Chédiak–Higashi syndrome is a rare autosomal recessive disorder that arises from a microtubule polymerization defect which leads to a decrease in phagocytosis. The decrease in phagocytosis results in recurrent pyogenic infections, partial albinism and peripheral neuropathy. It occurs in humans, cattle, white tigers, blue Persian cats, Australian blue rats, mice, mink, foxes, and the only known captive albino orca.
Signs and symptoms
People with CHS have light skin and silvery hair, and frequently complain of solar sensitivity and photophobia. Other signs and symptoms vary considerably, but frequent infections and neuropathy are common. The infections involve mucous membranes, skin, and respiratory tract. Affected children are susceptible to gram-positive and gram-negative bacteria and fungi, with S. aureus being the most common. Neuropathy often begins in the teenage years and becomes the most prominent problem. Infections in CHS tend to be very serious and even life-threatening; few patients with this condition live to adulthood.
Most children with Chédiak–Higashi syndrome ultimately reach a stage known as the accelerated phase — the lymphoma-like-syndrome. This severe phase of the disease is thought to be triggered by a viral infection (usually the Epstein-Barr virus, EBV). In the accelerated phase, defective white blood cells divide uncontrollably and invade many of the body’s organs. The accelerated phase is associated with fever, episodes of abnormal bleeding, overwhelming infections, and organ failure. These medical problems are usually life-threatening in childhood.
Mutations have been found in the CHS1 (also called LYST) gene. The primary defect in this disease is in special granules present in skin pigment cells and certain white blood cells. For example, a granule that contains melanin is not made properly in skin, resulting in decreased skin pigmentation. A defect in granules found in certain types of white blood cells causes immune system problems. Albinism is typically partial, and some patients have peripheral neuropathy.
Chédiak–Higashi syndrome is caused by mutations in the LYST gene. This gene provides instructions for making a protein known as the lysosomal trafficking regulator. Researchers believe that this protein plays a role in the transport (trafficking) of materials into structures called lysosomes. Lysosomes act as recycling centers within cells. They use digestive enzymes to break down toxic substances, digest bacteria that invade the cell, and recycle worn-out cell components. Although the lysosomal trafficking regulator protein is involved in the normal function of lysosomes, its exact role is unknown.
It is a disease with impaired bacteriolysis due to failure of phagolysosome formation. As a result of disordered intracellular trafficking there is impaired lysosome degranulation with phagosomes, so phagocytosed bacteria are not destroyed by the lysosome’s enzymes.
In addition, secretion of lytic secretory granules by cytotoxic T cells is affected.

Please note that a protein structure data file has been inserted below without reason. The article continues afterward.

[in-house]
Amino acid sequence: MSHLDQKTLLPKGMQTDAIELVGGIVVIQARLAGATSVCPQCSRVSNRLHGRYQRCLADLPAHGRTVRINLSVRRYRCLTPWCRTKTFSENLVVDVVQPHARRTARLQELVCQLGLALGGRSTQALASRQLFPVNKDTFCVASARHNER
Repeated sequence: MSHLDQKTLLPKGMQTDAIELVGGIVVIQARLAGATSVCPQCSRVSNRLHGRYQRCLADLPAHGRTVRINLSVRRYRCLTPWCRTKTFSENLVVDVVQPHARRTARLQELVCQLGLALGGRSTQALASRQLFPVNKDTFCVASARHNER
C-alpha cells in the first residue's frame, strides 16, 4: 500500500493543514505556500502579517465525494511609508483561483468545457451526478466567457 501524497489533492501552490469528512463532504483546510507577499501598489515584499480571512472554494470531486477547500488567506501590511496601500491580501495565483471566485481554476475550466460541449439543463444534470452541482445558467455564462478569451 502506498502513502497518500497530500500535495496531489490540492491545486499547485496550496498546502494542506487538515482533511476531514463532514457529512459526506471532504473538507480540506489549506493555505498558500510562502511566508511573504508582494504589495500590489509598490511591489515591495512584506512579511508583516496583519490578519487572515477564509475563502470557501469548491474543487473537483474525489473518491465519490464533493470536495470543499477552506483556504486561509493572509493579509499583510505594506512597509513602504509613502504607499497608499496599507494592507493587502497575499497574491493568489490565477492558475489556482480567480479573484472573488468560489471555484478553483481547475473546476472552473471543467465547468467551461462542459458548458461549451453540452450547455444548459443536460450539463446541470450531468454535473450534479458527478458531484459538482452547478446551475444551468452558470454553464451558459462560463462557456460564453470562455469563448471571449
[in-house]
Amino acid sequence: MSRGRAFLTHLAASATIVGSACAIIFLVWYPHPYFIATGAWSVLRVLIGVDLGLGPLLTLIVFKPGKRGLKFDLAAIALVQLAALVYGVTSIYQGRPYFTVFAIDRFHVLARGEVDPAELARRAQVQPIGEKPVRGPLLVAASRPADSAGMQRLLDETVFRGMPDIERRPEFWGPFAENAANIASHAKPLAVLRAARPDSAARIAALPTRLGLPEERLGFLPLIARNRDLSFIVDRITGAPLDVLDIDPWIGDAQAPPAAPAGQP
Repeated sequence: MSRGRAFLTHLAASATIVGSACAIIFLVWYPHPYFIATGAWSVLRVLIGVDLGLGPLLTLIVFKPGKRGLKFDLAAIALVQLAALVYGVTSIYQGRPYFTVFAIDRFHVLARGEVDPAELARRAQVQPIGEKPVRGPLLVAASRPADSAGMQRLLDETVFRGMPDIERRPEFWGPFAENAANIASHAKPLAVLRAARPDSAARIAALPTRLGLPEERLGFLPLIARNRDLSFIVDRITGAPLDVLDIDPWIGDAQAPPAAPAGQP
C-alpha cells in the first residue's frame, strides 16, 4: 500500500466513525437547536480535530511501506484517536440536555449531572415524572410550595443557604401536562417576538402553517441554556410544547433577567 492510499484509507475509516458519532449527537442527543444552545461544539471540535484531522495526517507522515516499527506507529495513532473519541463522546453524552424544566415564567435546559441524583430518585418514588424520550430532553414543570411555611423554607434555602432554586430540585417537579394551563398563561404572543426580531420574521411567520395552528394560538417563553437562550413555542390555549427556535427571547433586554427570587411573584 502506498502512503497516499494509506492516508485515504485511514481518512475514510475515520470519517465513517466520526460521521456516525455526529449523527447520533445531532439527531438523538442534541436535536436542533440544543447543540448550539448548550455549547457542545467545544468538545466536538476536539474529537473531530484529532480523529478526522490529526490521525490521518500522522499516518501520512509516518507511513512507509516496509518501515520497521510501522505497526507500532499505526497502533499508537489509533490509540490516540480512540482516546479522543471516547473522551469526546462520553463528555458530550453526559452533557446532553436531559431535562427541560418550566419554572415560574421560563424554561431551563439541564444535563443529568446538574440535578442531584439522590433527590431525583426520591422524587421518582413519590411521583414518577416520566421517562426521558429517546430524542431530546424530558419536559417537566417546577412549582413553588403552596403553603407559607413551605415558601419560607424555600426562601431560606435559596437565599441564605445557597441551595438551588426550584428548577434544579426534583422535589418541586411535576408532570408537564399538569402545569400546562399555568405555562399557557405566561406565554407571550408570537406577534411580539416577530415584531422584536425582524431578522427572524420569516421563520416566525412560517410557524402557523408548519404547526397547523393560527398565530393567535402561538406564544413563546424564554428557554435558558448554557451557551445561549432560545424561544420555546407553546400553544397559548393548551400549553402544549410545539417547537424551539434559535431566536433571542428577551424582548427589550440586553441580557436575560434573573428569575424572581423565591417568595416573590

The disease is characterised by large lysosome vesicles in phagocytes (neutrophils), which thus have poor bactericidal function, leading to susceptibility to infections, abnormalities in nuclear structure of leukocytes, anemia, and hepatomegaly.
The diagnosis is confirmed by bone marrow smears that show “giant inclusion bodies” in the cells that develop into white blood cells (leukocyte precursor cells). CHS can be diagnosed prenatally by examining a sample of hair from a fetal scalp biopsy or testing leukocytes from a fetal blood sample.
Under light microscopy the hairs present evenly distributed, regular melanin granules, larger than those found in normal hairs. Under polarized light microscopy these hairs exhibit a bright and polychromatic refringence pattern.
There are several manifestations of Chédiak–Higashi syndrome as mentioned above; however, neutropenia seems to be the most common. The syndrome is associated with oculocutaneous albinism. Persons are prone for infections, especially with Staphylococcus aureus.
It is associated with periodontal disease of the deciduous dentition. Associated features include abnormalities in melanocytes (albinism), nerve defects, bleeding disorders.
There is no specific treatment for Chédiak–Higashi syndrome. Bone marrow transplants appear to have been successful in several patients. Infections are treated with antibiotics and abscesses are surgically drained when appropriate. Antiviral drugs such as acyclovir have been tried during the terminal phase of the disease. Cyclophosphamide and prednisone have been tried. Vitamin C therapy has improved immune function and clotting in some patients.
Death often occurs in the first 10 years of life, from chronic infections or accelerated disease that results in lymphoma-like illness. However, some affected children have survived longer.
Genetic counseling is recommended before becoming pregnant if you have a family history of Chediak-Higashi.
It is named for the Cuban physician and serologist Alejandro Moisés Chédiak (1903-1993) and the Japanese pediatrician Otokata Higashi (1902-1981). It is often spelled without the accent as Chediak–Higashi syndrome.